Just put the mix in a tall container, then stick a hose in it so the hose adds water near the bottom of the container.

    As you add water all the added water overflows out the top of the container, taking all the floaties with it. All the heavies will stay in the bottom of the container.

    No mechanical devices are needed, just a container and a hose. :)
     
  15. wayneh

    Expert

    Sep 9, 2010
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    Yes, that's the fluidized bed idea. I've used it myself at industrial scale. Sounds like the OP thinks the materials will separate without any energy added for agitation (although maybe a shaker/tapper would help?).

    The project challenge seems to be mostly how to automate the collection of the two fractions once they are separated.

    I don't understand the "specifications". I mean, if the floaters have gone out the top and collected on a screen (like a kitchen sieve), leaving the sinkers in the column, what more needs to be done? Dump the column? Dump the sieve? In short, what is the final state after the machine completes its cycle? What is the starting state - can it include the water loaded into the column, or does that have to be automated?
     
    djsfantasi likes this.
  16. djsfantasi

    AAC Fanatic!

    Apr 11, 2010
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    Let the floaters overflow into a pan at the base of the cylinder which can be cleared into your collection container with a wiper. Or put a channel around the cylinder with a spout to deliver the floaters into their separation container.

    The microcontroller can be used to run the sequence. Start water pump. Time or sense when the cylinder is filled. Then potentially speed up the pump to loosen the floaters. Time or sense when the floaters have separated. Pump the water out.

    If separate containers are needed, make the separation chambers with hinged bottoms, so that once separation is completed, the doors can open, and the separated materials can fall into their own collection chambers.
     
  17. sirch2

    Well-Known Member

    Jan 21, 2013
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    If I understand the requirement correctly the kids have come up with the design and you are not asking for advice on how to separate the materials, this kids have done that. You want to implement their idea. And again if I understand correctly the rotating part is like a valve (vane) in the middle of the cylinder, you set the vane vertically pour the mixed materials into the water, the floats float and the sinks sink. You then close the vane and drop the contents, taking out the sinks and leaving the floats. you then open the valve dropping the floats?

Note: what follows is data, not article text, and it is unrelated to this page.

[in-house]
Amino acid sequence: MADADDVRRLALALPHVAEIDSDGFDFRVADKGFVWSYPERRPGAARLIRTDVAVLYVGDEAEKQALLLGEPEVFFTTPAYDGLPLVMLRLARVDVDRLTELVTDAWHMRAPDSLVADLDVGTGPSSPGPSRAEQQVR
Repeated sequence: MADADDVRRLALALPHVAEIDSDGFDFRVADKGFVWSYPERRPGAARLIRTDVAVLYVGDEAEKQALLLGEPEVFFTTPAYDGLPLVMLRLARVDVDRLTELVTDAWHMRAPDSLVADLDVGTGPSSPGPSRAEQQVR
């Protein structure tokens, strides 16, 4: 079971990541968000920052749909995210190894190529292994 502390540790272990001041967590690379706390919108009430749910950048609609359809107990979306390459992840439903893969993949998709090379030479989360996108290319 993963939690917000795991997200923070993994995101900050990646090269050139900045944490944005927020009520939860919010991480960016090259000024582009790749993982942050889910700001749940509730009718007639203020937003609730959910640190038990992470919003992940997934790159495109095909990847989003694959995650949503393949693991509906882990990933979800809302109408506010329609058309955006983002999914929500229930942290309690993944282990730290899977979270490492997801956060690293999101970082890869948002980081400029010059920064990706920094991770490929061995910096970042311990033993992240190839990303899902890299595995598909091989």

What size do you envisage the cylinder being? What size are the particles?.
     
  18. KellyGates

    Thread Starter New Member

    Mar 4, 2014
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    That makes sense and I think is what someone else was saying to do. Two concerns. (1) How do we not make a mess... it's supposed to have a small footprint and be neat (I guess you could catch everything in a pan, but that leads me to the next question) (2) Both groups of objects have to be separated into individually marked plastic cups (think styrofoam or so size). (3) How do the kids trigger the water to start or at least keep it going? We can't just attach a hose. This has to stand alone and be portable... some sort of pump?
     
  19. KellyGates

    Thread Starter New Member

    Mar 4, 2014
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    Sorry. I guess I need to be a bit more clear. The objects have to end up in individually marked cups (about styrofoam coffee cup size). So, if the kids go with the fluid bed idea (which, granted seems a lot easier on the gray matter), how do they get the glass objects (10 marbles) and the plastic stuff (10 golf tees) separated into cups?
     
  20. KellyGates

    Thread Starter New Member

    Mar 4, 2014
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    This sounds exactly like what we need to happen. Now, if I was just smarter... the only thing is that the floaters are golf tees, so they aren't going to cooperate that well with the idea of a channel, I think. (They have always gotten stuck when the kids try chutes and things)...

    So, the kids would need

    1) a wiper (umm... are these kind of things available for purchase?)
    2) microcontroller
    3) water pump


    Only problem is that separation chambers can't be hinged. Basically it has to be a cup.